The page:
The In The Mood musical revue is coming back to town for two performances Oct. 15 in the auditorium at Hanford High School in Richland.
This revival of 1940s big band music has been performing to packed concert halls from North America to Australia for 17 years.
Tri-City showtimes are at 3 and 7:30 p.m. Tickets are $32 for adults, $29 for seniors and $18 for ages 18 and younger. Group rates also are available.
Tickets are available at www.brownpapertickets.com or call 800-838-3006.
The show includes six singers and dancers accompanied by the String of Pearls, a 13-piece high-energy big band orchestra. The music includes the sounds of all the great orchestra leaders of the '40s such as Glenn Miller, Tommy Dorsey, Benny Goodman, Harry James and Erskine Hawkins.
The musical arrangements, costumes and choreography are authentic to the era when Frank Sinatra and the Andrews Sisters ruled the airwaves.
In The Mood was created by Bud Forrest, a Julliard-trained pianist and conductor, who also served as an accompanist for the Air Force chorus The Singing Sergeants.
The idea was conceived in 1988, and the show began touring in 1994.
"Bud compiled the greatest music from the swing era into a revue that tells the story of the World War II years in a moving tribute to those who fought in the war," said Dan Torti, a spokesman for the company.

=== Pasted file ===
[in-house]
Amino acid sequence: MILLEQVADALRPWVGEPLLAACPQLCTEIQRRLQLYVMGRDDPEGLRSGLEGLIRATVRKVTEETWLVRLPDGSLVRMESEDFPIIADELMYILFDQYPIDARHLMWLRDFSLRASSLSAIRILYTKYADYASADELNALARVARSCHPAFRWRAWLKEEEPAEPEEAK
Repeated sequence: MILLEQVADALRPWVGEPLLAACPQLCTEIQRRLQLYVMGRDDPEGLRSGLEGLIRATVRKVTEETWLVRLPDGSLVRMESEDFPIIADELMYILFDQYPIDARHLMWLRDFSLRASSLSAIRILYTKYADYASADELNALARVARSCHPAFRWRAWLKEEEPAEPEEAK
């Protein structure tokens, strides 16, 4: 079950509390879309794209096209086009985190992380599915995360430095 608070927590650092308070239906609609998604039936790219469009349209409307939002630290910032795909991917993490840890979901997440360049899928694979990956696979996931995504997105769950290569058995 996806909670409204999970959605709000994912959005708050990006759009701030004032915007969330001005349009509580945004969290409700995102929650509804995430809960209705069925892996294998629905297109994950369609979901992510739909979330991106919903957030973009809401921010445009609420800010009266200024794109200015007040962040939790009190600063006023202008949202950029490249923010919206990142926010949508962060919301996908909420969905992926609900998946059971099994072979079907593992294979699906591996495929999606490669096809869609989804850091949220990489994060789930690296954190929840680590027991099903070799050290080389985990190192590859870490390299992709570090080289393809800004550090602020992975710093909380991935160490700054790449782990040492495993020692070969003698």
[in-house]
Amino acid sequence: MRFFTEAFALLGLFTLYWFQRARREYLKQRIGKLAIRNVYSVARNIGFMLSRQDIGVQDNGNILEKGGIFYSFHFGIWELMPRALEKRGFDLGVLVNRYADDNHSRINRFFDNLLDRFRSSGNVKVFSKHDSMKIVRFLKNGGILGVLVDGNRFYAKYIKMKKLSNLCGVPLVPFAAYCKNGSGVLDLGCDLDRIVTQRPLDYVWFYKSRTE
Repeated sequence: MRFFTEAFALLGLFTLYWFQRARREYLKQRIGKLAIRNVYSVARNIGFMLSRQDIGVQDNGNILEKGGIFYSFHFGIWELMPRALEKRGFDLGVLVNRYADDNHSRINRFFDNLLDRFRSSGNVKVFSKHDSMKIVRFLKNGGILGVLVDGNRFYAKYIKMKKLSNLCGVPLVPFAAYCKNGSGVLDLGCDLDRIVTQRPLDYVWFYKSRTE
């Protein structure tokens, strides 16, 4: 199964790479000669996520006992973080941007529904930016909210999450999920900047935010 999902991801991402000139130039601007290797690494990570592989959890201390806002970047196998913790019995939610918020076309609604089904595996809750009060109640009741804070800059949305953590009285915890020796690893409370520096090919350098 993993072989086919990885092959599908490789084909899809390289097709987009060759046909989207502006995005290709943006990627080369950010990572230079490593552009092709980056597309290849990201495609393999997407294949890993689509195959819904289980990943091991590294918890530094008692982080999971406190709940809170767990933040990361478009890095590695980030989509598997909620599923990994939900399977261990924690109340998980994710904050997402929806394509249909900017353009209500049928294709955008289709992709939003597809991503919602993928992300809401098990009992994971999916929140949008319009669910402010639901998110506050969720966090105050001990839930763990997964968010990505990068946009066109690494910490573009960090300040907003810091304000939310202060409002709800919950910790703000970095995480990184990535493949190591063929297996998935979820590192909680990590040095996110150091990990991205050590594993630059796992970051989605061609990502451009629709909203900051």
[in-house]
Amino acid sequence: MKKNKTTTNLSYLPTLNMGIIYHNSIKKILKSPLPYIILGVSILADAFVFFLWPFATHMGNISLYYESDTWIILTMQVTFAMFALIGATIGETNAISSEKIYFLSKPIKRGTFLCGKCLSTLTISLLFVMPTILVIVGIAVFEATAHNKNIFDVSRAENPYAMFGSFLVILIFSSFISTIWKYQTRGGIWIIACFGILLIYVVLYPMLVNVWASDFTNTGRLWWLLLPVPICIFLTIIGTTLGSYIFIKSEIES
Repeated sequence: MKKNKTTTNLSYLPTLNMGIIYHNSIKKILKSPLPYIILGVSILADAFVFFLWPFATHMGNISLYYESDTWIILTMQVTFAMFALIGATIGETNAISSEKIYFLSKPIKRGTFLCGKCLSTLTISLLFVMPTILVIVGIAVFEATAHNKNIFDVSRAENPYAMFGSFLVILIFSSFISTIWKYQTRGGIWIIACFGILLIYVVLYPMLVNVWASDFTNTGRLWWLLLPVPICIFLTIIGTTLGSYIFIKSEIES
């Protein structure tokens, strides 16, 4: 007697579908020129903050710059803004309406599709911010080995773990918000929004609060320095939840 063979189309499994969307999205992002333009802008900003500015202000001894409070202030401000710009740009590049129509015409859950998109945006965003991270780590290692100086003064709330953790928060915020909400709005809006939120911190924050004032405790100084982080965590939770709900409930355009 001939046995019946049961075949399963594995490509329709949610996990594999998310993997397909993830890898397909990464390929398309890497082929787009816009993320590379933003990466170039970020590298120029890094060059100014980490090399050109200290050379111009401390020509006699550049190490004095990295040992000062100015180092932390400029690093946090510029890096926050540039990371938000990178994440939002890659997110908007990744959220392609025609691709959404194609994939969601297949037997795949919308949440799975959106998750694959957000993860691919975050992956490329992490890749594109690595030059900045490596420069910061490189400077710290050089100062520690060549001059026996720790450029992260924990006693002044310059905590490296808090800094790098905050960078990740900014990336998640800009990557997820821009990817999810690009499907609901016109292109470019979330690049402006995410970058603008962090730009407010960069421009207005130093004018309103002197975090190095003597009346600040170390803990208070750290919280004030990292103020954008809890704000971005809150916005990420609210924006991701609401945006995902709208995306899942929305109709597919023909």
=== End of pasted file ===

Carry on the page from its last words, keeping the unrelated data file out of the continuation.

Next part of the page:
"The cast changes yearly, and (Forrest) holds auditions each year in New York City."
But In The Mood is much more than a concert, he added.
"The music and the arrangements are as authentic as it gets," he said. "This was a time when (all ages) in America were listening and dancing to the same kind of music."
The show's indelible mark on musical theater never loses its appeal as audiences continue to be an even blend of young and old.
"There really is no secret (to the show's success) other than a good melody with a good beat will always stand the test of time," Forrest said via email from Australia.
"My goal with In The Mood was to present this music in a manner of what it must have been like to have experienced the big bands, the vocalists and the dancers of the 1930s/1940s.
"The show is not just a concert but a sample of styles. I wanted to make this as authentic as possible from the costumes to the music arrangements. Seeing audiences appreciate this all over the U.S., Canada, New Zealand and Australia has been, and continues to be, very rewarding."
*Dori O'Neal: 582-1514; email@example.com